When Alaska felt a 7.9-category earthquake Jan. 22 that generated tsunami alerts and coastal evacuations, the state's Department of Transportation & Public Facilities said it triggered an emergency plan that included moving critical equipment to higher ground.
The temblor was reported to have struck in the Gulf of Alaska about 170 miles from Kodiak, which NBC said is home to one of the nation's largest Coast Guard bases.
The feared tsunami did not materialize, but the event provided a real-life exercise of preparedness planning.
ADOT&PF Commissioner Marc Luiken noted in a Jan. 23 press release that since the department serves every community in the state, "we have staff and equipment throughout the state who respond to emergencies to assist with safety and movement of people, goods and services."
That agency oversees a multimodal transportation system that includes 242 airports, 10 ferries serving 35 communities, more than 5,600 miles of highway and 731 public facilities.
During the tsunami alert, the agency said that in many areas its crews "moved firefighting and other equipment to high ground so it would be available for clearing debris or rebuilding if needed."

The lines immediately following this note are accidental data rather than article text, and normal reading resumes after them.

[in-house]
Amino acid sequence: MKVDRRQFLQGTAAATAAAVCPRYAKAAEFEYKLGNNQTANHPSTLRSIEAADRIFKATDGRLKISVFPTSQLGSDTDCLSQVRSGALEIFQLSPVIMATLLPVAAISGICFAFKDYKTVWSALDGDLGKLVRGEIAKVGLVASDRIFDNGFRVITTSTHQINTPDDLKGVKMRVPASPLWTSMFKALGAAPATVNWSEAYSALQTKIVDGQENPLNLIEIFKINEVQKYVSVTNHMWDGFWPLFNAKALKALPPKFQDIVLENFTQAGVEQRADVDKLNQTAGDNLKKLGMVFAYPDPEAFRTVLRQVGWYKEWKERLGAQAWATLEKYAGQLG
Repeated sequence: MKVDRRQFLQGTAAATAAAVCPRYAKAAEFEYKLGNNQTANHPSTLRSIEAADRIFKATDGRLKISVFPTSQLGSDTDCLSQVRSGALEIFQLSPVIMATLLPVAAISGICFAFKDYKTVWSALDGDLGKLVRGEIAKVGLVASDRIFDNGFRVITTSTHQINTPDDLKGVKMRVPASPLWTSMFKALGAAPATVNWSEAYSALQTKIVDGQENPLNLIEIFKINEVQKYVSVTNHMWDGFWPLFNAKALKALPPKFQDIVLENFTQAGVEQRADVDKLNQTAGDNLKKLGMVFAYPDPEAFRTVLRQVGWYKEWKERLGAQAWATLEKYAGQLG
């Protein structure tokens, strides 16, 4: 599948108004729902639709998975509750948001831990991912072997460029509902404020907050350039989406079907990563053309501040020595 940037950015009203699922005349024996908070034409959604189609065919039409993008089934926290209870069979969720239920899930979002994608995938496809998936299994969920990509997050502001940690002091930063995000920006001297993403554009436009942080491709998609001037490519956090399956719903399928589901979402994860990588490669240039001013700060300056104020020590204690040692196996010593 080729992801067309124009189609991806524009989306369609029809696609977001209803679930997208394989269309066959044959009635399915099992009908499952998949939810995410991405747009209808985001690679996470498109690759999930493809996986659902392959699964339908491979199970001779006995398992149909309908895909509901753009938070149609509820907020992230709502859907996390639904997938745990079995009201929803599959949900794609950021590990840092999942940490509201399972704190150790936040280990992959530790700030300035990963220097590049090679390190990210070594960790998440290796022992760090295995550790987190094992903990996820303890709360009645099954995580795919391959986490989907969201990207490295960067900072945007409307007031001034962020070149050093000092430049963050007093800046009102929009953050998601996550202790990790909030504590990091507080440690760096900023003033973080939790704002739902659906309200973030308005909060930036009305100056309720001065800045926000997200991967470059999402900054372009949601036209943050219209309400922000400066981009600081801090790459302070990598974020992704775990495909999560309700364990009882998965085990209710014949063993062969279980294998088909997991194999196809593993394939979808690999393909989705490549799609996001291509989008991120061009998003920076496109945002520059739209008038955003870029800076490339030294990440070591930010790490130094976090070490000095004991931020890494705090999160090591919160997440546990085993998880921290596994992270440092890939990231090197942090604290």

In addition, in Kodiak, it "opened the airport to let Coast Guard air fleets take off and then closed the airport. After the tsunami alert was cancelled, ADOT&PF crews moved equipment back to stations, reopened the Kodiak airport for Coast Guard landings and inspected roads for damage."
The announcement added that ADOT&PF crews would continue to inspect bridges in the following days that might have been affected.
Luiken also noted that an ADOT&PF crew in Cold Bay plowed snow to open that community's evacuation route.
He said that when extreme weather or other emergencies threaten, ADOT&PF employees secure their safety and that of their families, and take the following actions:
-Move critical safety and heavy equipment to safe ground because firefighting equipment could be needed during an emergency and construction equipment could be needed to clear debris and rebuild after an event.
-Open or close airports and ferry terminals, depending on time of day and need, which includes facilitating Coast Guard or military lift-off or landing for emergency support.
-Notify Alaska Marine Highway System vessels and secure safe passage.
-Communicate with the public about safe transportation routes.
-Continue to serve as first responders and assist community safety, infrastructure and communications needs.
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